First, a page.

“Casting a fly for carp is like dragging a piece of fried chicken through the local seniors’ center. If it looks good and moves slowly enough, something will eventually try to gum it to death.”
Thus Field & Stream magazine introduced America to the idea of fly-fishing for carp 10 years ago.
The Golden Bonefish
Carp – long considered an invasive trash fish and the subject of mockery – still occupies the lower rung of U.S. fly-fishing. No one is planning a carp version of “A River Runs Through It”. Still, there’s no question that going after carp with flies has grown in acceptability, popularity and sophistication.
Indeed, you increasingly hear the nickname “Poor Man’s Bonefish” or “The Golden Bonefish” applied, a reference to similarities between sight-stalking feeding carp and flat fishing for saltwater bonefish.
“It’s always exciting to target a fish you can see, and the size and strength of carp magnify this. Combined with the lessons of patience, observation and big reward, this is a great fly-rod species!” says Dan Rhodes, a Northern California fly-fishermen who also specializes in selling waterfront fly-fishing real estate.
Not That Hard
Fishing for carp is not all that hard – if you find them under the right conditions. That means in the shallows, feeding, where you can spot their backs and dorsal fins. You have to go slow and quietly in three feet of water or less. Disturbances spook the fish.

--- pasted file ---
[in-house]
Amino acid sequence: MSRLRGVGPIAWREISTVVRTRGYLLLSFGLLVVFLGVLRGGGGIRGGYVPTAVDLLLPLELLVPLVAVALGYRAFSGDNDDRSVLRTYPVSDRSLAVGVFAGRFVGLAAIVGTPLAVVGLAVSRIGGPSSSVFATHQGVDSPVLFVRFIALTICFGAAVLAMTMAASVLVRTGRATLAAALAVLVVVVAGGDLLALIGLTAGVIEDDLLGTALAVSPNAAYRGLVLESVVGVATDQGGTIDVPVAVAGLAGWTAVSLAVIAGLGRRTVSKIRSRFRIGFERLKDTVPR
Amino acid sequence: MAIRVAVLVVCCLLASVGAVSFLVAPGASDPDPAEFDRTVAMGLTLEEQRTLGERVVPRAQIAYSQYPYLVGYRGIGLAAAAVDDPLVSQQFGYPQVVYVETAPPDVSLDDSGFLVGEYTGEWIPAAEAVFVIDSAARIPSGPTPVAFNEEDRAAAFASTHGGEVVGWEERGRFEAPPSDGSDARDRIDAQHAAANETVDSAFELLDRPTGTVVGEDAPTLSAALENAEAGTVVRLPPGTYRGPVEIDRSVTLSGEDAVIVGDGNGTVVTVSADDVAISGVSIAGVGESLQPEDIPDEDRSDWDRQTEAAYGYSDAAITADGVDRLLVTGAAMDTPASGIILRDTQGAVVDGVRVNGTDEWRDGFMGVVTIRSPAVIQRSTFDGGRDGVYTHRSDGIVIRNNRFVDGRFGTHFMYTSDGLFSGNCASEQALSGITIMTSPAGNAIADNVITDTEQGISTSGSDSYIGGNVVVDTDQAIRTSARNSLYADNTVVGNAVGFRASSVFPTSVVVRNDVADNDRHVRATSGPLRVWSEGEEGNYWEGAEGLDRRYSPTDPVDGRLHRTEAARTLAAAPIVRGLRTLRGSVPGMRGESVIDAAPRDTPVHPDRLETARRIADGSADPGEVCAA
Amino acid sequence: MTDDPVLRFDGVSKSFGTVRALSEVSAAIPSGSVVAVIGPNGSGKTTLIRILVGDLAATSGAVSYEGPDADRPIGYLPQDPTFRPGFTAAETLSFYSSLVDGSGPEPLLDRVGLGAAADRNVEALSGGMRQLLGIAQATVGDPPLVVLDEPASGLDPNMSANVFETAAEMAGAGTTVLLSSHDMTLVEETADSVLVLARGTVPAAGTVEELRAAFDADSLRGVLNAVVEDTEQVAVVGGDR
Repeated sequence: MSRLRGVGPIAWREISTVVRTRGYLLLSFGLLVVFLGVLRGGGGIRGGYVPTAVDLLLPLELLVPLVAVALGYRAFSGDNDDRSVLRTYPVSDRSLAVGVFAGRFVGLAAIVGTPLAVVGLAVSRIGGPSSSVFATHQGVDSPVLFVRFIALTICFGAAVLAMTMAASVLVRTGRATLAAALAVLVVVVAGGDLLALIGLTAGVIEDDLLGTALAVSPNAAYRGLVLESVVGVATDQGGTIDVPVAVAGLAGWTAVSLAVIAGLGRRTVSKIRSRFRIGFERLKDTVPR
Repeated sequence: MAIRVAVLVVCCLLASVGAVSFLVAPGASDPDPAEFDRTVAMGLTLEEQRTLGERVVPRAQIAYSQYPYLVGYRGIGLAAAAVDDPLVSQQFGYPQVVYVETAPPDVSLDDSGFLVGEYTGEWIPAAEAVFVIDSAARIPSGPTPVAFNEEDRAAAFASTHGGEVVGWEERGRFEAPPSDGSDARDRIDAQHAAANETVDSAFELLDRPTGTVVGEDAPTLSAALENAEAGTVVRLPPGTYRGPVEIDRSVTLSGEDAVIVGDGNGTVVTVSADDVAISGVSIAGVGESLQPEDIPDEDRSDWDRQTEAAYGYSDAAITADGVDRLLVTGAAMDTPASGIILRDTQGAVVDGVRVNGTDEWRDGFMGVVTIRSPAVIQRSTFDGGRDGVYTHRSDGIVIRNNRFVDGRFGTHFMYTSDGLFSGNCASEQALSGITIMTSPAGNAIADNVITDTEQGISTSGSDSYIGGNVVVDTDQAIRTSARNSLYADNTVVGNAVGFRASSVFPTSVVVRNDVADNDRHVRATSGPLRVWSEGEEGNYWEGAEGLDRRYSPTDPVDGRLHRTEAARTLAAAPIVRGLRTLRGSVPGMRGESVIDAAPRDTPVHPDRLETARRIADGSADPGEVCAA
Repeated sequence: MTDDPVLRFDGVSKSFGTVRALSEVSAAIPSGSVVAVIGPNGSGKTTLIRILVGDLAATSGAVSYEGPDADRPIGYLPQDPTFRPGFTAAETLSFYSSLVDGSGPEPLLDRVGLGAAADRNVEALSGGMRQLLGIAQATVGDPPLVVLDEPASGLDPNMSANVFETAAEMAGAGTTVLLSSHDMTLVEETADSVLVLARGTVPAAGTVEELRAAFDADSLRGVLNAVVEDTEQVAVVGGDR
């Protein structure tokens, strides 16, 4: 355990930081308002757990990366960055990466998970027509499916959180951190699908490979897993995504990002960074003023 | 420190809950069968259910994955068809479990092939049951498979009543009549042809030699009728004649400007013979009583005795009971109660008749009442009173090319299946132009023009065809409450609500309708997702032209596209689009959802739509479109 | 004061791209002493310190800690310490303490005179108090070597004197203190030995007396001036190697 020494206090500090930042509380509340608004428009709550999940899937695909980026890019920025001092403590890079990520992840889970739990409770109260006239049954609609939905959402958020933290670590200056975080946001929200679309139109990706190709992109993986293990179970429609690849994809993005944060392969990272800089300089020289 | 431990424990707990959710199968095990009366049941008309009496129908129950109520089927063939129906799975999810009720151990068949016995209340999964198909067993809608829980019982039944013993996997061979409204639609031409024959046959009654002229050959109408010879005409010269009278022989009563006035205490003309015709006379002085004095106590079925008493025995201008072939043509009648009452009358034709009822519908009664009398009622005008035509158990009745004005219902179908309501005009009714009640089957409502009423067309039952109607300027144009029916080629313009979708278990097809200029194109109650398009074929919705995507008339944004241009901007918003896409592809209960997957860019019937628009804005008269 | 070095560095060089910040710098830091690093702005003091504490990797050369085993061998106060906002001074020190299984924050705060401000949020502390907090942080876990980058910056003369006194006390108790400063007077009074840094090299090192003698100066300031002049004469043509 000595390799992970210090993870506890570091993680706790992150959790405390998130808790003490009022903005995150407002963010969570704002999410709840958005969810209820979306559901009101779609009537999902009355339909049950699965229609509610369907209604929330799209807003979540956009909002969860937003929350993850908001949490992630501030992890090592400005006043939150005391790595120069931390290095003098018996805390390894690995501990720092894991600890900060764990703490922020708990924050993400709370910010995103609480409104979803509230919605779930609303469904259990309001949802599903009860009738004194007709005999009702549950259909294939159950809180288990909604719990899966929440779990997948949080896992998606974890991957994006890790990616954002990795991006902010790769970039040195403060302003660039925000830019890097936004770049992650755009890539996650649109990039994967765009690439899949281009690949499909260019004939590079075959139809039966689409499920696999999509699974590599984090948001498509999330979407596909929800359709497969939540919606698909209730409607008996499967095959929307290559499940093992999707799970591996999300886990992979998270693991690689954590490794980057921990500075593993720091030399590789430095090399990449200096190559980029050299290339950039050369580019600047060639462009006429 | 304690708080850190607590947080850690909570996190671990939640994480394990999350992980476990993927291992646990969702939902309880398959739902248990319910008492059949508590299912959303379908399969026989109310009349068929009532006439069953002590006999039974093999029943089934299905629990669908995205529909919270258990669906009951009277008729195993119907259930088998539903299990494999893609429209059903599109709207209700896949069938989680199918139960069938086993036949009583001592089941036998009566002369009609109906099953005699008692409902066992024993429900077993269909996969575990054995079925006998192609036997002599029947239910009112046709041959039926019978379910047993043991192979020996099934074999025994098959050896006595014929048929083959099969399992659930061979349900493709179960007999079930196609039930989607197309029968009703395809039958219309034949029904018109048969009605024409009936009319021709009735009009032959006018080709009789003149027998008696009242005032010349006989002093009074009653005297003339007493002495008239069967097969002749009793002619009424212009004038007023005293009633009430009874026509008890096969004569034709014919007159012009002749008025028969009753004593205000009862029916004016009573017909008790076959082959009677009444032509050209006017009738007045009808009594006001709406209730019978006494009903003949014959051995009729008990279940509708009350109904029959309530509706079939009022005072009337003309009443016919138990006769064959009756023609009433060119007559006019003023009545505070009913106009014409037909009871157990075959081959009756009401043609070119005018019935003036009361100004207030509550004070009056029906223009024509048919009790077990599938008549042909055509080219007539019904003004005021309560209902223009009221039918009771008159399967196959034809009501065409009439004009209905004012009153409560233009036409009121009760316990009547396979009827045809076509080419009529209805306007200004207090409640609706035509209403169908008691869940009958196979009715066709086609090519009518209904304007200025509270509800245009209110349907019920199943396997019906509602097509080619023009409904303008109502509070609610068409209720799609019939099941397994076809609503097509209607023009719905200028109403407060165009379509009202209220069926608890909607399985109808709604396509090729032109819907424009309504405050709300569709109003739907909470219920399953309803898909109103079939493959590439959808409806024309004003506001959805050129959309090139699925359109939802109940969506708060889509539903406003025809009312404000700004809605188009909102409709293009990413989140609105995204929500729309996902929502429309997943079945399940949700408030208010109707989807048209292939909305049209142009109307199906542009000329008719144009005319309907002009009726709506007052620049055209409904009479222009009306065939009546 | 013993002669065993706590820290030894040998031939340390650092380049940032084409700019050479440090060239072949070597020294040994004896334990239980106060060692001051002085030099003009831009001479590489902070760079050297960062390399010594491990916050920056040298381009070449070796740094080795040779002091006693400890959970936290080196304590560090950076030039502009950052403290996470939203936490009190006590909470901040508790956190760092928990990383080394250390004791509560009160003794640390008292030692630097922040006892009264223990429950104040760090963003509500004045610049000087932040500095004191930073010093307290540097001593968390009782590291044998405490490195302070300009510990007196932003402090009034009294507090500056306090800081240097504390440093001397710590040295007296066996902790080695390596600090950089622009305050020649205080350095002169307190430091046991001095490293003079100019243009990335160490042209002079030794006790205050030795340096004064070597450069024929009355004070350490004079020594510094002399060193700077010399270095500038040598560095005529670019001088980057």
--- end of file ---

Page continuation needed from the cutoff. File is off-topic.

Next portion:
Don’t underestimate carp. They are wary. One study found that in lab tests carp were twice as “smart” as bass, when it came to learning new things.
The trick, according to Rhodes, is simply putting your fly out ahead of feeding fish, let it sink, then twitching it gently. Set the hook when you feel the slightest tug.
Because this is sight fishing, bring polarized glasses and a good hat – preferably broad-brimmed.
Carp are probably the largest freshwater fish fly anglers are likely to run into. The all tackle record is 75 pounds, and 20-30 pounders are ordinary. That’s a lot to handle on a fly rod, although it can be done – a 62-pound grass carp was caught in Alabama on a fly with a 12-lb tippet. You can’t go too heavy on tackle though, because catching them requires a small fly presented on a fairly light leader.
If there was any question about carp fly-fishing going mainstream, it was answered by the proliferation of magazines and websites focused on carp. For more information try www.flycarpin.com (“Join the Revolution”), visit Orvis’ Carp Central, or pick up a copy of Jay Zimmerman’s book “The Best Carp Flies: How to Tie and Fish Them.”